One well-known fact is that putting a ferromagnetic material in an inductor will increase the magnetic flux and thus the inductance value.

Wireless power transfer (WPT) happens through the magnetic near-field. It seems logical that if the magnetic field strength generated by the transmitter is increased so is the field at the receiver. It therefore seems very desirable.

On the other hand all the WPT solutions I have seen use air cores and only a ferromagnetic shield. The high permeability of the shield makes it equivalent to a much thicker air gap, and thus the field at its other end will not be weakened by any metals.

The situation seems to be similar on the receiver side. There are ferrite rod antennas for far-field reception. The connection between two ferrite core coils at a given air gap seems to be the same as if we would take one ferrite rod, wind the two coils on it, and just cut the ferrite rod in the middle and pull it apart a little. The magnetic field should be concentrated in and around the ferrite cores, shouldn't it? Why aren't ferrite cores used in WPT? What are their drawbacks?

PS: an image search has not resulted with any coil using a ferrite core, but the black pad below the planar coil winding is a ferromagnetic material, which concentrates the magnetic flux density. This way the coils can be placed on conductive surfaces, such as the battery of a mobile phone, without great losses.

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    \$\begingroup\$ Please show the arrangement that you have seen i.e. I have seen use air cores and only a ferromagnetic shield. The devil is in the detail and I have certainly used ferrite cores to optimize power transfer on some jobs. \$\endgroup\$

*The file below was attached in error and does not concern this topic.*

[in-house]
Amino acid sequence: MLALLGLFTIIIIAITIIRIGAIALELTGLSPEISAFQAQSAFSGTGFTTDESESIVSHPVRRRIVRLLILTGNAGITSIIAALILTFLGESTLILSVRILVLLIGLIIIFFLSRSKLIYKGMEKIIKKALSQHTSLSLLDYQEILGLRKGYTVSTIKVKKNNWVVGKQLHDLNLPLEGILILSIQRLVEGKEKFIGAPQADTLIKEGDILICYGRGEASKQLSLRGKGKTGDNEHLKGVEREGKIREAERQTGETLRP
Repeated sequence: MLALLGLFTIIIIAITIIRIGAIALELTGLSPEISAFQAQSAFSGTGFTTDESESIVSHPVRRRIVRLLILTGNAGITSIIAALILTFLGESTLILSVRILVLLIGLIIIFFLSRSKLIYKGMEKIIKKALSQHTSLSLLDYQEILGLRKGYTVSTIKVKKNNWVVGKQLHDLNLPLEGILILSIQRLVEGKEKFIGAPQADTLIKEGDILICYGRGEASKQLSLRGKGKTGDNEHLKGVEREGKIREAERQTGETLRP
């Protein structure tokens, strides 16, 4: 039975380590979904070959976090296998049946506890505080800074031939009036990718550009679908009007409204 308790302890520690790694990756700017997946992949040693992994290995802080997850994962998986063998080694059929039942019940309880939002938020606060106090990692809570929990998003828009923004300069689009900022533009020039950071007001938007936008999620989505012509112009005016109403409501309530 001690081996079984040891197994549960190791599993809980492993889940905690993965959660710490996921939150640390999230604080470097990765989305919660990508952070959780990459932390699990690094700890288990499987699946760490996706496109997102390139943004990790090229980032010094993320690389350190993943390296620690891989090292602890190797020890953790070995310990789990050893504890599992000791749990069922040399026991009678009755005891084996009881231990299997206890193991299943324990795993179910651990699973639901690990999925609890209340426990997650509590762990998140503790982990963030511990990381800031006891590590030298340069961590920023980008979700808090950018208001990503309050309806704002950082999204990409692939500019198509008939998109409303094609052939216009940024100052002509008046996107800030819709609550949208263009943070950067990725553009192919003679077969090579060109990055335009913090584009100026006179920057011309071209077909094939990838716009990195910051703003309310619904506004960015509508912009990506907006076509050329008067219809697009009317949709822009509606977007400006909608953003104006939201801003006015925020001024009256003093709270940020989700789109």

– Andy aka
    Jan 24, 2022 at 11:28
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    \$\begingroup\$ neosid.de/en/hints-solutions/product-solutions/… \$\endgroup\$ Jan 25, 2022 at 4:41
  • \$\begingroup\$ @BruceAbbott that's a nice collection of ferrite-core coils! I wonder what are the trade-offs? Is a ferrite core always the best way to go from the engineering perspective? Are there only economic reasons, why many systems avoid their use? \$\endgroup\$ Jan 25, 2022 at 17:40
  • \$\begingroup\$ A ferrite core can be more efficient because the coupling is better. However it requires more accurate alignment and is bulky. for example I have a wireless charging nightlight which usues a 10mm thick coil with ferrite core. This is much too fat for a modern cell phone! It sits in a dedicated cradle shaped to fit it for accurate alignment. \$\endgroup\$ Jan 25, 2022 at 18:22

3 Answers 3


It is all about the coupling factor between the supply coil and the receiver coil.

A ferrite can funnel the magnetic field through the receiver coil, improving the coupling, but this is not always necessary.

Image a cell phone charger. The phone coil can be very wide - several cm in diameter - and close to the supply coil, maybe only as much as 1 cm away. In this case, even the rapidly dispersing magnetic field of the air coil will essentially pass through the receiving coil with close to 100% efficiency, especially if the supply coil has a similar diameter.

However, if the two coils are further apart the coupling factor rapidly drops for air coils. In this case, field concentration with ferrites can improve the coupling strongly, while the added losses are rather small.